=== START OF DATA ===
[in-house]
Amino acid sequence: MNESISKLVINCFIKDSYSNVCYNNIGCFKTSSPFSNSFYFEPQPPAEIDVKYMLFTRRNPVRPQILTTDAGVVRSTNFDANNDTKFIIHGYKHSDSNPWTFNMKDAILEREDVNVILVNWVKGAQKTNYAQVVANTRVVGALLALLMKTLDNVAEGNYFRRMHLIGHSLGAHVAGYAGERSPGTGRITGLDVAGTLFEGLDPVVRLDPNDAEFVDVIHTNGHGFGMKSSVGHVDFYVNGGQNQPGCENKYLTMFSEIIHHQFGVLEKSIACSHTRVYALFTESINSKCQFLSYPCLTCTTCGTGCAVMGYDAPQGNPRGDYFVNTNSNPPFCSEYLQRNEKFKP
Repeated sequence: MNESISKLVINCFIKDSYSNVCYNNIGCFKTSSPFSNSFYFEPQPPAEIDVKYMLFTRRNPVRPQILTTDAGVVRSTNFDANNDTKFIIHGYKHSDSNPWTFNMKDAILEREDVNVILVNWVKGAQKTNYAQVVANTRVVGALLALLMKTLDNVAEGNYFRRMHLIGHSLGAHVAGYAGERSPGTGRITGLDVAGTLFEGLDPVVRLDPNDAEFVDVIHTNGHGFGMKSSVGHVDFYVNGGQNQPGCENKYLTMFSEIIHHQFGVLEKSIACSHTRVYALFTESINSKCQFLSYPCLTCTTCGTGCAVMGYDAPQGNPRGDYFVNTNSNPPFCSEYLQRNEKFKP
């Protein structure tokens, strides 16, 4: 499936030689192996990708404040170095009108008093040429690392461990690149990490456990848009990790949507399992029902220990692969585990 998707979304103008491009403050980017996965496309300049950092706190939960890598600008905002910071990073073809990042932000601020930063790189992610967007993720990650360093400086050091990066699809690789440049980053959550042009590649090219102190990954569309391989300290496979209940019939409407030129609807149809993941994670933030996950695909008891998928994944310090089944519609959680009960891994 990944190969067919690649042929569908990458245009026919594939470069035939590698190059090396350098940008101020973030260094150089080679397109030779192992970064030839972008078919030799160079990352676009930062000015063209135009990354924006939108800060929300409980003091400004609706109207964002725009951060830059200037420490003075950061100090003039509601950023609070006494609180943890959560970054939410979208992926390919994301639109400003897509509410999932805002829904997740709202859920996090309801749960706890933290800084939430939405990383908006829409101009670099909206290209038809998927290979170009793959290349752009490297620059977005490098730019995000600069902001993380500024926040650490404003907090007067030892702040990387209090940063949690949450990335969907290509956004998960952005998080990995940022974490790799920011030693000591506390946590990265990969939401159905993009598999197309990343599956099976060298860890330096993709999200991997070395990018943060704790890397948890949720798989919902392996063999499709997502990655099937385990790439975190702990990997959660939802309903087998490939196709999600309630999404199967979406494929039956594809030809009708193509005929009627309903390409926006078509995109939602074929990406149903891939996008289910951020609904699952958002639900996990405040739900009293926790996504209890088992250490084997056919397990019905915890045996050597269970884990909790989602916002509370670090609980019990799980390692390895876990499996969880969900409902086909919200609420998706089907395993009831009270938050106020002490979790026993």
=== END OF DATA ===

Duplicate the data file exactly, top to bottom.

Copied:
[in-house]
Amino acid sequence: MNESISKLVINCFIKDSYSNVCYNNIGCFKTSSPFSNSFYFEPQPPAEIDVKYMLFTRRNPVRPQILTTDAGVVRSTNFDANNDTKFIIHGYKHSDSNPWTFNMKDAILEREDVNVILVNWVKGAQKTNYAQVVANTRVVGALLALLMKTLDNVAEGNYFRRMHLIGHSLGAHVAGYAGERSPGTGRITGLDVAGTLFEGLDPVVRLDPNDAEFVDVIHTNGHGFGMKSSVGHVDFYVNGGQNQPGCENKYLTMFSEIIHHQFGVLEKSIACSHTRVYALFTESINSKCQFLSYPCLTCTTCGTGCAVMGYDAPQGNPRGDYFVNTNSNPPFCSEYLQRNEKFKP
Repeated sequence: MNESISKLVINCFIKDSYSNVCYNNIGCFKTSSPFSNSFYFEPQPPAEIDVKYMLFTRRNPVRPQILTTDAGVVRSTNFDANNDTKFIIHGYKHSDSNPWTFNMKDAILEREDVNVILVNWVKGAQKTNYAQVVANTRVVGALLALLMKTLDNVAEGNYFRRMHLIGHSLGAHVAGYAGERSPGTGRITGLDVAGTLFEGLDPVVRLDPNDAEFVDVIHTNGHGFGMKSSVGHVDFYVNGGQNQPGCENKYLTMFSEIIHHQFGVLEKSIACSHTRVYALFTESINSKCQFLSYPCLTCTTCGTGCAVMGYDAPQGNPRGDYFVNTNSNPPFCSEYLQRNEKFKP
């Protein structure tokens, strides 16, 4: 499936030689192996990708404040170095009108008093040429690392461990690149990490456990848009990790949507399992029902220990692969585990 998707979304103008491009403050980017996965496309300049950092706190939960890598600008905002910071990073073809990042932000601020930063790189992610967007993720990650360093400086050091990066699809690789440049980053959550042009590649090219102190990954569309391989300290496979209940019939409407030129609807149809993941994670933030996950695909008891998928994944310090089944519609959680009960891994 990944190969067919690649042929569908990458245009026919594939470069035939590698190059090396350098940008101020973030260094150089080679397109030779192992970064030839972008078919030799160079990352676009930062000015063209135009990354924006939108800060929300409980003091400004609706109207964002725009951060830059200037420490003075950061100090003039509601950023609070006494609180943890959560970054939410979208992926390919994301639109400003897509509410999932805002829904997740709202859920996090309801749960706890933290800084939430939405990383908006829409101009670099909206290209038809998927290979170009793959290349752009490297620059977005490098730019995000600069902001993380500024926040650490404003907090007067030892702040990387209090940063949690949450990335969907290509956004998960952005998080990995940022974490790799920011030693000591506390946590990265990969939401159905993009598999197309990343599956099976060298860890330096993709999200991997070395990018943060704790890397948890949720798989919902392996063999499709997502990655099937385990790439975190702990990997959660939802309903087998490939196709999600309630999404199967979406494929039956594809030809009708193509005929009627309903390409926006078509995109939602074929990406149903891939996008289910951020609904699952958002639900996990405040739900009293926790996504209890088992250490084997056919397990019905915890045996050597269970884990909790989602916002509370670090609980019990799980390692390895876990499996969880969900409902086909919200609420998706089907395993009831009270938050106020002490979790026993």